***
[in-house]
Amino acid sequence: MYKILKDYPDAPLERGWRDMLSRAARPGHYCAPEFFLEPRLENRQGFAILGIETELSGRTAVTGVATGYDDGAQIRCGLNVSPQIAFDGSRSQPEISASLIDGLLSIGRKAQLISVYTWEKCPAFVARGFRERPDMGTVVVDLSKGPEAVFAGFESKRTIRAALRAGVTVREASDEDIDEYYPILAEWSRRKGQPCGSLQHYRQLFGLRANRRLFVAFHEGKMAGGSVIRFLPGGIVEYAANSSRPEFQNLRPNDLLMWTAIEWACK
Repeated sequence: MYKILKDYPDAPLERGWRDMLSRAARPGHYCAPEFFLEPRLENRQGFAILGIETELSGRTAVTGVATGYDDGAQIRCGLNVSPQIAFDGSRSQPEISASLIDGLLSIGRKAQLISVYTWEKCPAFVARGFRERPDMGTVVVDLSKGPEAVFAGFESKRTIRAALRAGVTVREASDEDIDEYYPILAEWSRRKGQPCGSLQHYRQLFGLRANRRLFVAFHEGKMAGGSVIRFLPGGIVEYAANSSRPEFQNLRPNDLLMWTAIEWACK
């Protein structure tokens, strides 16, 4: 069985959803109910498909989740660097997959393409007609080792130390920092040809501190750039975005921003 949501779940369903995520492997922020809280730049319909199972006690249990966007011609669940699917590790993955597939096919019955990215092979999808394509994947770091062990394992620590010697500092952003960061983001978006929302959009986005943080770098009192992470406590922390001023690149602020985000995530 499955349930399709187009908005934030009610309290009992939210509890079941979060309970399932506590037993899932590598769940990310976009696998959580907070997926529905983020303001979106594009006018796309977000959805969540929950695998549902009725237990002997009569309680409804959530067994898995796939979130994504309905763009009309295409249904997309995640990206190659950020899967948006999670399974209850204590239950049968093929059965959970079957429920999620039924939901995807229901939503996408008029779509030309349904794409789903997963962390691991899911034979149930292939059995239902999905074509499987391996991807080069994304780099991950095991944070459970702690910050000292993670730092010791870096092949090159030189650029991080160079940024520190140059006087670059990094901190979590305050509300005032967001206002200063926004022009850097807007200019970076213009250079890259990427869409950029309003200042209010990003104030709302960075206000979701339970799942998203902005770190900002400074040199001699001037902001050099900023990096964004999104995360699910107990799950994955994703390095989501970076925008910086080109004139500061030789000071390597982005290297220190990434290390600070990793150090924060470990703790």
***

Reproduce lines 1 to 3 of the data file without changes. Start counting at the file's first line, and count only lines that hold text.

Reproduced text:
[in-house]
Amino acid sequence: MYKILKDYPDAPLERGWRDMLSRAARPGHYCAPEFFLEPRLENRQGFAILGIETELSGRTAVTGVATGYDDGAQIRCGLNVSPQIAFDGSRSQPEISASLIDGLLSIGRKAQLISVYTWEKCPAFVARGFRERPDMGTVVVDLSKGPEAVFAGFESKRTIRAALRAGVTVREASDEDIDEYYPILAEWSRRKGQPCGSLQHYRQLFGLRANRRLFVAFHEGKMAGGSVIRFLPGGIVEYAANSSRPEFQNLRPNDLLMWTAIEWACK
Repeated sequence: MYKILKDYPDAPLERGWRDMLSRAARPGHYCAPEFFLEPRLENRQGFAILGIETELSGRTAVTGVATGYDDGAQIRCGLNVSPQIAFDGSRSQPEISASLIDGLLSIGRKAQLISVYTWEKCPAFVARGFRERPDMGTVVVDLSKGPEAVFAGFESKRTIRAALRAGVTVREASDEDIDEYYPILAEWSRRKGQPCGSLQHYRQLFGLRANRRLFVAFHEGKMAGGSVIRFLPGGIVEYAANSSRPEFQNLRPNDLLMWTAIEWACK